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    The incidence of hypertension and cardiovascular disease correlates with latitude and rises in winter. The molecular basis for this remains obscure. As nitric oxide (NO) metabolites are abundant in human skin we hypothesised that exposure to UVA may mobilise NO bioactivity into the circulation to exert beneficial cardiovascular effects independently of vitamin D. In 24 healthy volunteers irradiation of the skin with 2 Standard Erythemal Doses of UVA lowered BP, with concomitant decreases in circulating nitrate and rises in nitrite concentrations. Unexpectedly, acute dietary intervention aimed at modulating systemic nitrate availability had no effect on UV-induced hemodynamic changes, indicating that cardiovascular effects were not mediated via direct utilization of circulating nitrate. UVA irradiation of the forearm caused increased blood flow independently of NO-synthase activity, suggesting involvement of pre-formed cutaneous NO stores. Confocal fluorescence microscopy studies of human skin pre-labelled with the NO-imaging probe DAF2-DA revealed that UVA-induced NO release occurs in a NOS-independent, dose-dependent fashion, with the majority of the light-sensitive NO pool in the upper epidermis. Collectively, our data provide mechanistic insights into an important function of the skin in modulating systemic NO bioavailability which may account for the latitudinal and seasonal variations of BP and cardiovascular disease.Journal of Investigative Dermatology accepted article preview online, 20 January 2014

    A comparison of RNA amplification techniques at sub-nanogram input concentration

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    <p>Abstract</p> <p>Background</p> <p>Gene expression profiling of small numbers of cells requires high-fidelity amplification of sub-nanogram amounts of RNA. Several methods for RNA amplification are available; however, there has been little consideration of the accuracy of these methods when working with very low-input quantities of RNA as is often required with rare clinical samples. Starting with 250 picograms-3.3 nanograms of total RNA, we compared two linear amplification methods 1) modified T7 and 2) Arcturus RiboAmp HS and a logarithmic amplification, 3) Balanced PCR. Microarray data from each amplification method were validated against quantitative real-time PCR (QPCR) for 37 genes.</p> <p>Results</p> <p>For high intensity spots, mean Pearson correlations were quite acceptable for both total RNA and low-input quantities amplified with each of the 3 methods. Microarray filtering and data processing has an important effect on the correlation coefficient results generated by each method. Arrays derived from total RNA had higher Pearson's correlations than did arrays derived from amplified RNA when considering the entire unprocessed dataset, however, when considering a gene set of high signal intensity, the amplified arrays had superior correlation coefficients than did the total RNA arrays.</p> <p>Conclusion</p> <p>Gene expression arrays can be obtained with sub-nanogram input of total RNA. High intensity spots showed better correlation on array-array analysis than did unfiltered data, however, QPCR validated the accuracy of gene expression array profiling from low-input quantities of RNA with all 3 amplification techniques. RNA amplification and expression analysis at the sub-nanogram input level is both feasible and accurate if data processing is used to focus attention to high intensity genes for microarrays or if QPCR is used as a gold standard for validation.</p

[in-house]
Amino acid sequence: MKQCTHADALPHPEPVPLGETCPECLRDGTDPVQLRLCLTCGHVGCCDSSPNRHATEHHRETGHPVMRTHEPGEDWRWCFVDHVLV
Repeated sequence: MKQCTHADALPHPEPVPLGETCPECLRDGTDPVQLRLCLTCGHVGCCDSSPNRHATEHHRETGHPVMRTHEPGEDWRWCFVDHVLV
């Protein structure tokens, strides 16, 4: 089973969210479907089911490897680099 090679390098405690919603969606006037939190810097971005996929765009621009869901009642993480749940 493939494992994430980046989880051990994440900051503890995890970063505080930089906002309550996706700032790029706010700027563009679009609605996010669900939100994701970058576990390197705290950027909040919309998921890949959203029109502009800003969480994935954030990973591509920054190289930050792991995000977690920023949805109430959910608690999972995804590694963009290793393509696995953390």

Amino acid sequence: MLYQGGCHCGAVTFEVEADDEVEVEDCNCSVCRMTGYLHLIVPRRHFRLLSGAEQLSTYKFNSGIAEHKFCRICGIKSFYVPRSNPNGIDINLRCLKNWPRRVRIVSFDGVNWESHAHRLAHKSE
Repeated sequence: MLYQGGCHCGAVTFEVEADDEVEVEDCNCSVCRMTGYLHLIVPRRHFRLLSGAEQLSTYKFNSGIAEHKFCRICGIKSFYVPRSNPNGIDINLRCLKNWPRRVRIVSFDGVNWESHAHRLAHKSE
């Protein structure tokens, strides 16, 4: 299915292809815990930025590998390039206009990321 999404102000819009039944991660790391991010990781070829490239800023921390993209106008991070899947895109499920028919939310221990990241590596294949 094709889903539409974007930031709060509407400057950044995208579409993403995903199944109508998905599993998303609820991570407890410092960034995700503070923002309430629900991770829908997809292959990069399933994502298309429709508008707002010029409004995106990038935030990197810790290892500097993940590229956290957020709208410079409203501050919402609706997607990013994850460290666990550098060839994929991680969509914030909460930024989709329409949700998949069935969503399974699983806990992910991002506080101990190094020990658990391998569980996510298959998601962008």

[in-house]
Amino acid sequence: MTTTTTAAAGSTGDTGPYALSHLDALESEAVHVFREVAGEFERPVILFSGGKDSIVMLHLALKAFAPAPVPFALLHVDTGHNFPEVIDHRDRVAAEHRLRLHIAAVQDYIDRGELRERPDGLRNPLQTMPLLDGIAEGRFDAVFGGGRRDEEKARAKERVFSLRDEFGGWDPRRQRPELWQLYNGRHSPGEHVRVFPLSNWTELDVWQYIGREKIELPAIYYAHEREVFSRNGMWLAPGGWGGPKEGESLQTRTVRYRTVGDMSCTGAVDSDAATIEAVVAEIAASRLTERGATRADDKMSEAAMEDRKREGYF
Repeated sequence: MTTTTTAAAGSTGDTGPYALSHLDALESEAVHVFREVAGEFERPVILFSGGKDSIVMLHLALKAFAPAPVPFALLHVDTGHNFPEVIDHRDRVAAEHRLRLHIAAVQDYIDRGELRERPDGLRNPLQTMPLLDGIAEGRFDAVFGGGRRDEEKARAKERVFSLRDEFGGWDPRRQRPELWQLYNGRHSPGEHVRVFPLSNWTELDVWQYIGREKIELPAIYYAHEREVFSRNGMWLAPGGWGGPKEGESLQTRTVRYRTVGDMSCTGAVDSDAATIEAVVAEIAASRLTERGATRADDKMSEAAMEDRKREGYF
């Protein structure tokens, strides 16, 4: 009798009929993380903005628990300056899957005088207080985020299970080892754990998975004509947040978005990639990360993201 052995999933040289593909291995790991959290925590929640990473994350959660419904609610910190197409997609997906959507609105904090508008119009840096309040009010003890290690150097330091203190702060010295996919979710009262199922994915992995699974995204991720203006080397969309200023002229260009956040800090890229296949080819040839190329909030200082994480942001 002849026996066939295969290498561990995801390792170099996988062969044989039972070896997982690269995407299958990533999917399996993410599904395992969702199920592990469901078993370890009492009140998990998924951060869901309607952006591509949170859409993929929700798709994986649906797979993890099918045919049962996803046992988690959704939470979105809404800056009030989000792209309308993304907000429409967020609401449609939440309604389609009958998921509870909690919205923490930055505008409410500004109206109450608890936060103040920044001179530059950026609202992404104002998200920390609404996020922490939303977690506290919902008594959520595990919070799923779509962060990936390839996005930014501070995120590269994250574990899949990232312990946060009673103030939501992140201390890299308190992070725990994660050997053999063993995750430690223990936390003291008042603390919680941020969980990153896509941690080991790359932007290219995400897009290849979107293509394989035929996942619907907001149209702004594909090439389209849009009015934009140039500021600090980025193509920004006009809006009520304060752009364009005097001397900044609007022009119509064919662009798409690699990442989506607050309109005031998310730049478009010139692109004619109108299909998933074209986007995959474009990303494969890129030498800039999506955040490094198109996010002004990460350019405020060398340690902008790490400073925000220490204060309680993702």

Circulating Tumor Cell Transcriptomics as Biopsy Surrogates in Metastatic Breast Cancer

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    BACKGROUND Metastatic breast cancer (MBC) and the circulating tumor cells (CTCs) leading to macrometastases are inherently different than primary breast cancer. We evaluated whether whole transcriptome RNA-Seq of CTCs isolated via an epitope-independent approach may serve as a surrogate for biopsies of macrometastases. METHODS We performed RNA-Seq on fresh metastatic tumor biopsies, CTCs, and peripheral blood (PB) from 19 newly diagnosed MBC patients. CTCs were harvested using the ANGLE Parsortix microfluidics system to isolate cells based on size and deformability, independent of a priori knowledge of cell surface marker expression. RESULTS Gene expression separated CTCs, metastatic biopsies, and PB into distinct groups despite heterogeneity between patients and sample types. CTCs showed higher expression of immune oncology targets compared with corresponding metastases and PB. Predictive biomarker (n = 64) expression was highly concordant for CTCs and metastases. Repeat observation data post-treatment demonstrated changes in the activation of different biological pathways. Somatic single nucleotide variant analysis showed increasing mutational complexity over time. CONCLUSION We demonstrate that RNA-Seq of CTCs could serve as a surrogate biomarker for breast cancer macrometastasis and yield clinically relevant insights into disease biology and clinically actionable targets